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Belarus to supply 70,000 tonnes of cheese to Russia

August 28, 2014, 16:28 UTC+3 ASTRAKHAN/MINSK
elarus plans to increase dairy product exports to Russia by nearly 150%
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© ITAR-TASS

ASTRAKHAN/MINSK, August 28. /ITAR-TASS/. Belarus plans to increase dairy products imports to Russia by 40%, and supply about 70,000 tonnes of cheese in August-December, Agriculture Minister Leonid Zayats said in a news conference Thursday.

“There is no need for us to raise prices, the only thing that matters is to be present on the Russian market with our product. The planned amounts of cheese supplies in August-December is about 70,000 tonnes,” Zayats said, adding that Belarus is now reviewing its goods range and is ready to change business of some dairy producers.

He also said the country is ready to supply over 1 million tonnes of potatoes, over 200,000 tonnes of vegetables, over 100,000 tonnes of flour and increase meat supplies.

Foreign Ministry spokesman Dmitry Mironchik said in a statement Belarus is taking all steps to prevent food transit to Russia from the countries on which it imposed a food import ban.

Belarus plans to increase dairy product exports to Russia by nearly 150%, the country's Agriculture Minister Leonid Zayats said on Thursday, offering prospective additional volumes to replace Western imports blocked in response to the West's Ukraine-related sanctions.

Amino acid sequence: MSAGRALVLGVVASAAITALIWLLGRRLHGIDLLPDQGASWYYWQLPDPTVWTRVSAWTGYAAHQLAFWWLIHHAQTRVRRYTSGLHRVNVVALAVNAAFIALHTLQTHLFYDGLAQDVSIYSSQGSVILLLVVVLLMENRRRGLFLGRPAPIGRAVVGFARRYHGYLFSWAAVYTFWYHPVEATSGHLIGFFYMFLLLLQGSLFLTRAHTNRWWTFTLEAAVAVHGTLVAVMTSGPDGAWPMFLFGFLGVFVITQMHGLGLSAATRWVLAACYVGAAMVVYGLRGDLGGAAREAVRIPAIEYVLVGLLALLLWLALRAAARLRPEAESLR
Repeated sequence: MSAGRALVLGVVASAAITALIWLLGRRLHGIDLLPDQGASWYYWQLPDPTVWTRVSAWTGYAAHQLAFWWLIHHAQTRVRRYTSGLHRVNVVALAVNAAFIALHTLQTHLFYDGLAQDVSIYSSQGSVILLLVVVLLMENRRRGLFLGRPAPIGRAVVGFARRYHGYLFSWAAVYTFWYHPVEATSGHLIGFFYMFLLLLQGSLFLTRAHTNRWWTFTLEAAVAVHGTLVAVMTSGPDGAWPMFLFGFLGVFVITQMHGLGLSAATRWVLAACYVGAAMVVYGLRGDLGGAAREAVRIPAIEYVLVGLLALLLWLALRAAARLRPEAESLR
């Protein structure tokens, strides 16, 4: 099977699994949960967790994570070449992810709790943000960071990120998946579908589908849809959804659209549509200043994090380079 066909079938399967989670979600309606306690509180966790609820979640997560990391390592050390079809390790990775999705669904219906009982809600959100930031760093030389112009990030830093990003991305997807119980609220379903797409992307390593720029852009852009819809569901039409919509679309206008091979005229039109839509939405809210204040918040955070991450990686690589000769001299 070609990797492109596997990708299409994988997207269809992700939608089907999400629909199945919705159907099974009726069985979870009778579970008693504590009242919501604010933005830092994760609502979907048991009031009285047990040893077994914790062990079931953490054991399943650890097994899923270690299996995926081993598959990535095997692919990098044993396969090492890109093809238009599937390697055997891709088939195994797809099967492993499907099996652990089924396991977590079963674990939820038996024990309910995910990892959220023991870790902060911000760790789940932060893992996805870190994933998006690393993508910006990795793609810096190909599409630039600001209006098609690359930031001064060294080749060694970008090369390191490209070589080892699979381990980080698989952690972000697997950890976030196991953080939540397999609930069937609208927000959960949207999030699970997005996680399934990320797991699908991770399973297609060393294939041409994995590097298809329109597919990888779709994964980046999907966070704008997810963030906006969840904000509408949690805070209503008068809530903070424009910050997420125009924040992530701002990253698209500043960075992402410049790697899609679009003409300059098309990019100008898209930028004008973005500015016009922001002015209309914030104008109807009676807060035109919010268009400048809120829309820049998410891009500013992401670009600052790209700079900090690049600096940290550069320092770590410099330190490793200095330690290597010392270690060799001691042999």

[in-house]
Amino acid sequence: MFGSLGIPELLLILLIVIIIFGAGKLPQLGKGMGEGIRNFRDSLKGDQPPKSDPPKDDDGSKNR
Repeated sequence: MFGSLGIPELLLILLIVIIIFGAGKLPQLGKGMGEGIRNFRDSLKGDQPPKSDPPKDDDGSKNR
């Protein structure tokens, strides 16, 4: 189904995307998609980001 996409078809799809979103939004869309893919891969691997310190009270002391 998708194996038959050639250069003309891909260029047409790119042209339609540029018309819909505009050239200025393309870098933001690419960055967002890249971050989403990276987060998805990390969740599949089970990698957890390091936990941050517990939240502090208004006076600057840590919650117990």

About 70,000 tonnes of Belarusian cheese will reach the Russian market between August and December, said Zayats, visiting Russia's southern city of Astrakhan.

Belarus had started reviewing its range of goods and was ready to reorient some of its dairy enterprises, Zayats said.

The republic aimed to provide Russia with more than one million tonnes of potatoes, over 200,000 tonnes of vegetables and over 100,000 tonnes of flour alongside plans to double meat supplies. “Belarus considers its presence on the Russian market to be essential,” the minister added.

Russia banned imports of meat, fish, dairy, fruit and vegetables from the United States, the 28-nation European Union, Australia, Canada and Norway for 12 months at the beginning of August, retaliating for Western sanctions over the crisis in Ukraine.

Since then, Russia has been in talks with Latin and South American countries, the Middle East and Asia to replace prohibited produce.

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